All public schools must submit both a health plan and an instructional plan but now the Virginia Department of Education is saying it does not approve the plans. In a letter to superintendents the Virginia Superintendent of Public Instruction and State Health Commissioner said:“This process leaves the final decisions about reopening squarely in the hands of local school boards. But ultimately, it is up to the local school board to decide when and how schools reopen, according to VDOE. Pyle points out public school divisions should separately notify the VDOE if they intend to exceed the recommended program offerings or significantly deviate from the guidance. Below is a document outlining the guidelines for Virginia schools when submitting 2020-2021 instructional plans:
Henry County schools approve two days in-person, three days virtual learning plan
HENRY COUNTY, Va. As school divisions across Virginia are planning for the upcoming school year, we now have a better idea what the school year will look like in Henry County. On Thursday, in a 6-1 vote, the Henry County School Board approved its plan, which now needs to be approved by the Virginia Department of Education. According to the plan:Students would attend school in-person two days a weekThree days a week, they would attend in a virtual mannerParents will also have the option of having their children learn 100% virtuallyStudents and staff will undergo daily health screeningsThe school divisions technology team is working to ensure access to the internet outside of each of our schools for families who need to take advantage of internet in their community. Students will also be able to checkout MiFi devices is they need internet support at home.
VHSL to allow practices, starting June 15
Starting June 15, schools can begin out-of-season practices; however, before these can happen, schools must submit health plans to the Virginia Department of Education outlining compliance with Virginia Department of Health and Centers for Disease Control and Prevention mitigation strategies. By a majority vote taken Wednesday, the VHSL Executive Committee reinstated the out-of-season practice rule, 27-7-1, and suspended the summer dead period for all athletic teams during the week of June 29 through July 4. The VHSL Executive Committee believes that getting students back into some level of education-based activities will be supportive of their physical and mental health and well-being, said VHSL Executive Director Dr. John W. Billy Haun. Allowing students and coaches the opportunity to begin out-of-season extracurricular activities and athletics will allow school communities the ability to begin moving in a positive direction." The VHSL Sports Medicine Advisory Committee (SMAC) is completing work on the VHSL Guidelines for Reopening Sports/Activities.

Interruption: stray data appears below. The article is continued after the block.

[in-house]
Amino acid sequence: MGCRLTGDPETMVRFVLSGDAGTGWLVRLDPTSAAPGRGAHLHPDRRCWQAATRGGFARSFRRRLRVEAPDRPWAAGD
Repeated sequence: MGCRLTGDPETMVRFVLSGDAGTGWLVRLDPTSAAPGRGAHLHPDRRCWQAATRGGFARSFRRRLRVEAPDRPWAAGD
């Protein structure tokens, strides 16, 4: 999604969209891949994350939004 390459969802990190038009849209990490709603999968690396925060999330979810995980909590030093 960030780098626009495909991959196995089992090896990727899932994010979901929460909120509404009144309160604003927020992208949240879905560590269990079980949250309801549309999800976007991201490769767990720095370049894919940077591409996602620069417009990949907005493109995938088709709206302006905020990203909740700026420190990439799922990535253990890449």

Plan outlined for reopening of Virginias K-12 public schools
ROANOKE, Va. While addressing Virginians on Monday, Gov. Ralph Northam discussed the plan of reopening Virginias public schools. All Virginia schools will open for students in the upcoming school year, according to Northam. Schools must submit plans to the Virginia Department of Education the before entering Phase Two or Phase Three. Each school division will be given flexibility about how to approach learning within their particular division.
VHSL developing plans for reopening of fall athletics and activities
VHSL staff continues to meet regularly with region superintendents, principals, athletic directors, and the VHSL Sports Medicine Advisory Committee (SMAC). VHSL staff will begin meeting with Coach Advisory Committees of fall sports to discuss developing reopening plans. VHSL is drawing input to provide answers to the questions: How and when do VHSL sports and activities return? We will continue to advocate for them and the return of high school athletics and activities, said VHSL Executive Director Dr. John W. Billy Haun. As a member of the National Federation of State High School Associations (NFHS), the VHSL works closely with other states in developing guidelines for the reopening of sports, as well as monitoring NCAA reopening guidelines.
Only one subject sees statewide increase as Virginia releases 2018-19 SOL test results
ROANOKE, Va. - The Virginia Department of Education released SOL results Tuesday and its changes to the math assessment showed a sizable improvement statewide. The new math SOL test reflects revisions to the state mathematics standards approved by the state Board of Education in 2016. The introduction of the new tests marked the end of the three-year transition to the revised standards. The math SOL is the only test that saw an increase statewide with 82% of students passing, compared to 77% passing the previous version in 2017-18 school year. As for the other four assessments, in the 2018-19 school year:78% passed reading tests, compared with 79% during the 2017-2018 school year76% passed in English writing, compared with 78% from the previous year81% passed in science, which was unchanged from the previous year80% of students tested in history/social science passed, compared with 84% in the previousBelow you'll see a break down of four years of both statewide and district-by-district data:Click here if you can't see the data belowCopyright 2019 by WSLS 10 - All rights reserved.